Around the time he published his most recent and to date most radical book, "The Myth of Male Power," Warren Farrell released these audiocassettes of the same title. Farrell's own recommendation of these tapes as the second step in educating the uninitiated about men's issues (the tapes of "Why Men Are the Way They Are" being the first step) is very well-taken. Information and philosophy are presented engagingly, accessibly, with little fluff or fanfare. Indeed, given Farrell's measured, reasonable voice and carefully presented, step-by-step documentation of his positions, the listener could be forgiven for momentarily failing to notice just how radical a vision of men's position these tapes present. It is only by reference to the current, twisted state of gender politics that one can even understand why Farrell's common-sense, compassionate, incisive approach is seen by some as so "dangerous."
The truth is that these tapes ARE dangerous. They imperil the listener's ability ever again to believe many of the whoppers masquerading as received truths about the "patriarchy," the alleged lower moral fiber of men relative to women, men's supposedly greater power, and many other myths. Farrell reminds us that neither gender wins unless both sexes win.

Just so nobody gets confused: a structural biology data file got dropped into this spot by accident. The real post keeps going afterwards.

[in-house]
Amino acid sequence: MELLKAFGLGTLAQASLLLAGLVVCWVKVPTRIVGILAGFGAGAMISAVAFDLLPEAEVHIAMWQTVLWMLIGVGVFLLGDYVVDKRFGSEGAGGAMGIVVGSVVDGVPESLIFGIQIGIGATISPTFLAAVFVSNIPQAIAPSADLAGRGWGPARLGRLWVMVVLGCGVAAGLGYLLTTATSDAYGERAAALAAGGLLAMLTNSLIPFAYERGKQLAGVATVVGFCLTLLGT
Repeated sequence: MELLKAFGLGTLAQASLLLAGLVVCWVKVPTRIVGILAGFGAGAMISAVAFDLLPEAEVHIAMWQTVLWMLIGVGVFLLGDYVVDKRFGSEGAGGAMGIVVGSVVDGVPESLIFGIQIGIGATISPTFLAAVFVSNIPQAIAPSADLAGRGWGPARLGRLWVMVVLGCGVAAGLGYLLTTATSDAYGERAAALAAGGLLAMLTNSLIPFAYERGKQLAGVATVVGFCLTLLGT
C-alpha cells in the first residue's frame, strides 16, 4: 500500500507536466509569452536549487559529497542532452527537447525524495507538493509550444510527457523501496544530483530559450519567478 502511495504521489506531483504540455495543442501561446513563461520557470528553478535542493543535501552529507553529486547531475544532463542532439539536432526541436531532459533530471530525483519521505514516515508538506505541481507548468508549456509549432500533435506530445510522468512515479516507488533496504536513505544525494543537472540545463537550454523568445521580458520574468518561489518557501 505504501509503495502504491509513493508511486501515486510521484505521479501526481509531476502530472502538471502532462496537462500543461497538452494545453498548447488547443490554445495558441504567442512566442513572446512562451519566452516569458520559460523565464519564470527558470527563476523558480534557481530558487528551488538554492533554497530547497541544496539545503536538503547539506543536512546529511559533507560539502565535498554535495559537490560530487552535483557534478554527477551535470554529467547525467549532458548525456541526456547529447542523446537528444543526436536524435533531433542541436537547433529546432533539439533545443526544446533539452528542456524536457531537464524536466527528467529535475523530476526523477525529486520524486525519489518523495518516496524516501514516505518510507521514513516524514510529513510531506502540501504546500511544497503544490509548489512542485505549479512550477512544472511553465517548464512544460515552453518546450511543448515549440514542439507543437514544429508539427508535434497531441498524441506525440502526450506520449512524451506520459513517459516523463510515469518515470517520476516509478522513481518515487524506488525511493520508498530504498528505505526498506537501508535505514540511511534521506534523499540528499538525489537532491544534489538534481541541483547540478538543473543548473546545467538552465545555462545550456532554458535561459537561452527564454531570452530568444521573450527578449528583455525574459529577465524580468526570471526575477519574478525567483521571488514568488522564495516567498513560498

The tapes take the form of a dialog between the author and a male interviewer who leaves no feminist stone unturned in his scrutiny of Farrell's position. A former three-time New York City National Organization of Women board member, Farrell has no difficulty acknowledging the areas where women truly have been oppressed. But he also is not afraid to demolish some of the favored shibboleths about women's suffering.
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Format: Paperback
The Myth of Male Power, by author and gender-reconciliation champion, Dr. Warren Farrell, is truly a landmark work. Over the course of the next century it will come to be seen for what it is: a bold and inexorable challenge to American society to rethink from its deepest foundations the present and past attitudes and approaches towards gender equality - an approach that has been dominated by victim feminism. The Myth of Male Power confronts the politically correct myths that undermine true equality and gender reconciliation. Given the current climate of politically correct misandry and the feminist hegemony of gender discourse, it takes tremendous courage to challenge the orthodoxy and establishment. Both Dr. Farrell and his publisher, Simon & Schuster, deserve the highest kudos for their willingness to face the fire on this one.